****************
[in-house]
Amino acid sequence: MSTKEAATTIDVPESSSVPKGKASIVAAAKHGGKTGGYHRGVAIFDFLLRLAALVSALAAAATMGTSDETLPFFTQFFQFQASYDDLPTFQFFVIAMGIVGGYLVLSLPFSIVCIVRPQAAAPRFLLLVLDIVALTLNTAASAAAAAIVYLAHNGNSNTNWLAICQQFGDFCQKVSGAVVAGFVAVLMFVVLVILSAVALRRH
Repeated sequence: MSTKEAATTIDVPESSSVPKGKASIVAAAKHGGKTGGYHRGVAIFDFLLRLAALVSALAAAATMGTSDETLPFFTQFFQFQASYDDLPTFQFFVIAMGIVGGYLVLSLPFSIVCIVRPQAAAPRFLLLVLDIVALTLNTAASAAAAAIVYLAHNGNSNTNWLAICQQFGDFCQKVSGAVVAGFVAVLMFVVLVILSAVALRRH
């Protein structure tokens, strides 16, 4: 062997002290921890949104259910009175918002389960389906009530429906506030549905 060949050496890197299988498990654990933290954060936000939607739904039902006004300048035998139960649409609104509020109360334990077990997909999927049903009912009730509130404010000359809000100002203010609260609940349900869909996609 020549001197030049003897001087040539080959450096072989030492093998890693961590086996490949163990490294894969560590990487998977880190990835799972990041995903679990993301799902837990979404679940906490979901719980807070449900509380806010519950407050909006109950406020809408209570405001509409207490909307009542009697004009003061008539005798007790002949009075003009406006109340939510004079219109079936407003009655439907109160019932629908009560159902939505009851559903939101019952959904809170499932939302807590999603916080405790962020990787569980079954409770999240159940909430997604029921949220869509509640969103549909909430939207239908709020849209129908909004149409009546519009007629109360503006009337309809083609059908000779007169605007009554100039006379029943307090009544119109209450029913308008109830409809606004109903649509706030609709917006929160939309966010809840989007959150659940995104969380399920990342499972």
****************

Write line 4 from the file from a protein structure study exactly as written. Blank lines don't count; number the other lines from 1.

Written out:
């Protein structure tokens, strides 16, 4: 062997002290921890949104259910009175918002389960389906009530429906506030549905 060949050496890197299988498990654990933290954060936000939607739904039902006004300048035998139960649409609104509020109360334990077990997909999927049903009912009730509130404010000359809000100002203010609260609940349900869909996609 020549001197030049003897001087040539080959450096072989030492093998890693961590086996490949163990490294894969560590990487998977880190990835799972990041995903679990993301799902837990979404679940906490979901719980807070449900509380806010519950407050909006109950406020809408209570405001509409207490909307009542009697004009003061008539005798007790002949009075003009406006109340939510004079219109079936407003009655439907109160019932629908009560159902939505009851559903939101019952959904809170499932939302807590999603916080405790962020990787569980079954409770999240159940909430997604029921949220869509509640969103549909909430939207239908709020849209129908909004149409009546519009007629109360503006009337309809083609059908000779007169605007009554100039006379029943307090009544119109209450029913308008109830409809606004109903649509706030609709917006929160939309966010809840989007959150659940995104969380399920990342499972």